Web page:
Short and long-term movement and site fidility of juvenile Haemulidae in back-reef habitats of a Caribbean embayment
SourceHydrobiologia, 592, 1, (2007), pp. 257-270
Article / Letter to editor
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Animal Ecology & Ecophysiology
SubjectAnimal Ecology and Eco Physiology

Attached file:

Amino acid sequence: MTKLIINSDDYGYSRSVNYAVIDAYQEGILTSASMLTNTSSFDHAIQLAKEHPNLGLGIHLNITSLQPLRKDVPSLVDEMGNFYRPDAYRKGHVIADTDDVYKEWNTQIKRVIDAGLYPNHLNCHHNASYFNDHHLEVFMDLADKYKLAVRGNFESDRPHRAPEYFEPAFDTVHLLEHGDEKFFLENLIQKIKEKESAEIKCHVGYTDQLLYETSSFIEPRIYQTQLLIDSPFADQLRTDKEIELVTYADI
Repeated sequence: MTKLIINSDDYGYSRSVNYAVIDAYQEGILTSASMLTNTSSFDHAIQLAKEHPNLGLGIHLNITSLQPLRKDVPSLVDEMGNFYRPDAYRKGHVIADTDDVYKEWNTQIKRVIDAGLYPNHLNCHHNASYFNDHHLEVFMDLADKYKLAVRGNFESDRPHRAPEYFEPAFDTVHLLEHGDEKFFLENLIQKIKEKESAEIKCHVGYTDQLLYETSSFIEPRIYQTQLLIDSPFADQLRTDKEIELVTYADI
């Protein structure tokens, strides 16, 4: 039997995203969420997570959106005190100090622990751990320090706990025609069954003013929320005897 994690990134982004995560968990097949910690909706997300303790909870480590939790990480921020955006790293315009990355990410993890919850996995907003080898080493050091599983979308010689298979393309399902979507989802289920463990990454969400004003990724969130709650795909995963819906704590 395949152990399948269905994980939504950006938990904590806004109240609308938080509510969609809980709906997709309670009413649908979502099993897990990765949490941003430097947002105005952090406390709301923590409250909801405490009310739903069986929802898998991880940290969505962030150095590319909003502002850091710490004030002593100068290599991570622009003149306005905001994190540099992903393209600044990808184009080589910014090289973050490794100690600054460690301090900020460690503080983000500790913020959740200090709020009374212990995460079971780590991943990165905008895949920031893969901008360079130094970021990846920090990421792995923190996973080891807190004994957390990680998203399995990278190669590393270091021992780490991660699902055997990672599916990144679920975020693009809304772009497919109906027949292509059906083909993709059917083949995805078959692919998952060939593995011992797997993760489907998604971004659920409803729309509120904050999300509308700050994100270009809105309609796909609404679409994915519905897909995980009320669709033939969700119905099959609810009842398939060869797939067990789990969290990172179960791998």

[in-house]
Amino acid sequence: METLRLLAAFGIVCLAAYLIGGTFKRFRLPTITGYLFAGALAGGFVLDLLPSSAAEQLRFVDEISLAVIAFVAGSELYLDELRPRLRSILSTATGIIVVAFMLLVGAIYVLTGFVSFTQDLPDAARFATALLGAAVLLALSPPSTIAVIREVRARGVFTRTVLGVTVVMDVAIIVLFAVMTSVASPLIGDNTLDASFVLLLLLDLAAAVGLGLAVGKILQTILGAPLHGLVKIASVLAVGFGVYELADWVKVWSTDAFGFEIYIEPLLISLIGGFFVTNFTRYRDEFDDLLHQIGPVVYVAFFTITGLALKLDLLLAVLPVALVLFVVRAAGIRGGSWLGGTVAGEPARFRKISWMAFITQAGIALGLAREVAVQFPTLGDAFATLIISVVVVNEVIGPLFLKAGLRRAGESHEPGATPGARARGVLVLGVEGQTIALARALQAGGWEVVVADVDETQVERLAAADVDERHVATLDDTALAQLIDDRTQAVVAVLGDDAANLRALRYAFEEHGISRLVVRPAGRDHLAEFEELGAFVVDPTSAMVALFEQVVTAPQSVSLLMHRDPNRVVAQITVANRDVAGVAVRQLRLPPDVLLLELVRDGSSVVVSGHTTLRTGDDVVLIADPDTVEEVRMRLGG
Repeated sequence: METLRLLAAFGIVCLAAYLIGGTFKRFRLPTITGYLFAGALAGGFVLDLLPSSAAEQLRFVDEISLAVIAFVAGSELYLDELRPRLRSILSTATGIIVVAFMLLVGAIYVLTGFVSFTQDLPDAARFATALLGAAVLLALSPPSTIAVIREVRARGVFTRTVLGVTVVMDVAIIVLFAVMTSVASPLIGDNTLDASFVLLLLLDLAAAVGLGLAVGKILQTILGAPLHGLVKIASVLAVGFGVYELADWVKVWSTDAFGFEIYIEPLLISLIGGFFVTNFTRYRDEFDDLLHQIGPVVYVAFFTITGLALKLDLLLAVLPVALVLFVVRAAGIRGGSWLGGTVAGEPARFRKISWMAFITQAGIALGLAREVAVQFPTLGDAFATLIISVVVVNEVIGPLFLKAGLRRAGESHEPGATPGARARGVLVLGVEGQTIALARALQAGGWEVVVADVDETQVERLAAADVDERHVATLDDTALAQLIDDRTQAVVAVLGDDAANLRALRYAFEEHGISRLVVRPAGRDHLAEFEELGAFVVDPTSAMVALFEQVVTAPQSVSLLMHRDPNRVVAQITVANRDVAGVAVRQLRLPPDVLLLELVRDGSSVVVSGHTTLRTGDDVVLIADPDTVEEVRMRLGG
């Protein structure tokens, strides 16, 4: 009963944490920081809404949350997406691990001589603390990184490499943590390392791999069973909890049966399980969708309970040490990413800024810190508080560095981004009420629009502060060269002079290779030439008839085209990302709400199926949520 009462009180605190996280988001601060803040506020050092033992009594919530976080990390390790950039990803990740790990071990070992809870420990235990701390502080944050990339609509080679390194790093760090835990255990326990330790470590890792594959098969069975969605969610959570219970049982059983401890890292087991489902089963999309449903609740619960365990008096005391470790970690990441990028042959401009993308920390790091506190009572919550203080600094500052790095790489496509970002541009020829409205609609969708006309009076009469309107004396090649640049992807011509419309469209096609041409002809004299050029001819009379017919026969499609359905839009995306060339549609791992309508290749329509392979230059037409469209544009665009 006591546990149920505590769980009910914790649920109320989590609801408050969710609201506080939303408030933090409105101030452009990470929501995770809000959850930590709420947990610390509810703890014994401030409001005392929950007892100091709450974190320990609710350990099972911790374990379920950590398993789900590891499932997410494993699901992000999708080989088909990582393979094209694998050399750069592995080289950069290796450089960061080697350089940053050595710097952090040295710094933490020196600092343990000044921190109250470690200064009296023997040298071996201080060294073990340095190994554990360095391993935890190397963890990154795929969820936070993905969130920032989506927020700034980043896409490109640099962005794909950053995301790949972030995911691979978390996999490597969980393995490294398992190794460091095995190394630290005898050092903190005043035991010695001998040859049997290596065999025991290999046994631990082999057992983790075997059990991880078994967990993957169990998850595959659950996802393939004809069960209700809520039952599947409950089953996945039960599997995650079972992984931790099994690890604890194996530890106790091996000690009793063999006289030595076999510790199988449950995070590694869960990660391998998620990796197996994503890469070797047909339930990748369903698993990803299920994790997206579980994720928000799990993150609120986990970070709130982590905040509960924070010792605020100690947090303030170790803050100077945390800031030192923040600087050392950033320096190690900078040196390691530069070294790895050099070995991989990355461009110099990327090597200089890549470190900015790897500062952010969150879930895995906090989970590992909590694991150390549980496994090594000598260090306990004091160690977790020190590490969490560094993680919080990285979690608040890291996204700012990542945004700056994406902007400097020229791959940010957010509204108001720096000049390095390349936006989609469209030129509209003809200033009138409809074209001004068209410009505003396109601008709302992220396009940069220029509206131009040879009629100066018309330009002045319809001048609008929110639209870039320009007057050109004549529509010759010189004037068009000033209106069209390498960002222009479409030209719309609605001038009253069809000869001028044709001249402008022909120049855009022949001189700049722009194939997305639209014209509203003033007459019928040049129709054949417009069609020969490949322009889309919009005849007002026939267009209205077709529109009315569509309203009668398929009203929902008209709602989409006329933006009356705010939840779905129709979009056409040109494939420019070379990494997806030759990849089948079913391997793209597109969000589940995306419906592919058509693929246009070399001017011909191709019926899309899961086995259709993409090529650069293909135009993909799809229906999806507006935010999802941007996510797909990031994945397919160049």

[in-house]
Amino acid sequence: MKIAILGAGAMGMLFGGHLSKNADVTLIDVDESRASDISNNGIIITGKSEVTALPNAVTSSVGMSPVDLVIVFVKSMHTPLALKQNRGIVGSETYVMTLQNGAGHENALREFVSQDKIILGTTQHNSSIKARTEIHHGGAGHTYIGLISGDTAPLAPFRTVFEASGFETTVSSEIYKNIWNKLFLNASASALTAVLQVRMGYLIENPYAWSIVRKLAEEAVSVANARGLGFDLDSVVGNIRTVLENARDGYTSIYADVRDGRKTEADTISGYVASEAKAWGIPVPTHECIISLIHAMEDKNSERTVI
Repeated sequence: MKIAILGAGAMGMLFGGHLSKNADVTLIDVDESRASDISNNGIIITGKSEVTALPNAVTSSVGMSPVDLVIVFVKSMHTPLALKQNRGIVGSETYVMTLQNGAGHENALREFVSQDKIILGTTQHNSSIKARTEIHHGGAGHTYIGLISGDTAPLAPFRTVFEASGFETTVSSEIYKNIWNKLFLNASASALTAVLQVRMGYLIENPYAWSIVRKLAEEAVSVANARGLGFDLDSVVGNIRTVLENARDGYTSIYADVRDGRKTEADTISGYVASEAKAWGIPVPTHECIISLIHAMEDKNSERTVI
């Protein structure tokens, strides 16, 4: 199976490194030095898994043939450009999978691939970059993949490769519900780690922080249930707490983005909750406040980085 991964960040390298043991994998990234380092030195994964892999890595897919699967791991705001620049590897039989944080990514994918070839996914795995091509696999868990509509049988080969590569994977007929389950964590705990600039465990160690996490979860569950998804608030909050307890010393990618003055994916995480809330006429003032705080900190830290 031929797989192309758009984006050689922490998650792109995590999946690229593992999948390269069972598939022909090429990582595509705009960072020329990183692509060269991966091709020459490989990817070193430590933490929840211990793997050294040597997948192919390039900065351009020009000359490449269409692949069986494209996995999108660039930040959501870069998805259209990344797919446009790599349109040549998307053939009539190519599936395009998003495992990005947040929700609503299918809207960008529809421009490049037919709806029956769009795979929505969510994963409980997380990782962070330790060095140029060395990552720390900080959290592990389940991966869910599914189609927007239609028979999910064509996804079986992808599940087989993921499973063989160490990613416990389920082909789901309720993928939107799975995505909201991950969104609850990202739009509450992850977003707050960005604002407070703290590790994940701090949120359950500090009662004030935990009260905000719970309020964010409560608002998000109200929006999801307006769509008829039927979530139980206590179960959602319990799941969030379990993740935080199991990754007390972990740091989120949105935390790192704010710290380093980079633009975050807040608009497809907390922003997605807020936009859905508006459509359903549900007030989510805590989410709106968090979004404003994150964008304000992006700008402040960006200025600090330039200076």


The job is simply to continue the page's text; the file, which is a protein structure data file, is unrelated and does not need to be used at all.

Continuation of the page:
Studies showing that tagged reef fish connect different habitat types are crucial for effective ecosystem management on a seascape-level, but are rare. Therefore we analysed movement of juvenile Haemulon flavolineatum and Haemulon sciurus among seagrass beds, mangroves and fossilised eroded coral shoreline. Fishes were tagged individually with external, short-term bead-tags (both species) or with internal, long-term coded wire tags (H. flavolineatum only). We also tested the hypothesis that in spatially continuous habitat types with many seemingly suitable resting sites, these fishes show high fidelity to only a small number of sites. The linear distribution range of daytime sites was 4–171 m for H. flavolineatum and 4–152 m for H. sciurus, but in agreement with our hypothesis, externally tagged fishes showed high fidelity to small spatial areas within this range: the percentage of resightings within a 10 m radius of the core area of presence (i.e. the site used most intensively) was 69% for bead-tagged H. flavolineatum, and 62% for H. sciurus during the 47-day study-period. Site fidelity was also present over a longer time span: of the 1114 coded wire tagged H. flavolineatum 51 were recaptured and 49 of them were still present at the tagging location after 163–425 days at liberty. Median linear movement within a day was small (5 m for H. flavolineatum and 8 m for H. sciurus), nonetheless, part of the bead-tagged Haemulidae moved from shoreline shelter habitats (mangroves and rocky shoreline) to adjacent seagrass beds (mean ± SD distance moved 23 ± 10 m) in the afternoon, likely to start feeding there during daylight. When comparing the habitat type occupied during the late afternoon (15:30–17:30 h) and morning (8:00–10:30 h) on two subsequent days, most movement occurred from seagrass beds back to shoreline habitats (mean distance moved 23 ± 10 m), indicating that in the morning these fishes had returned to shelter sites at the shoreline. The current study thus shows existence of connectivity between back-reef habitats through fish movement on a relatively small spatial scale.
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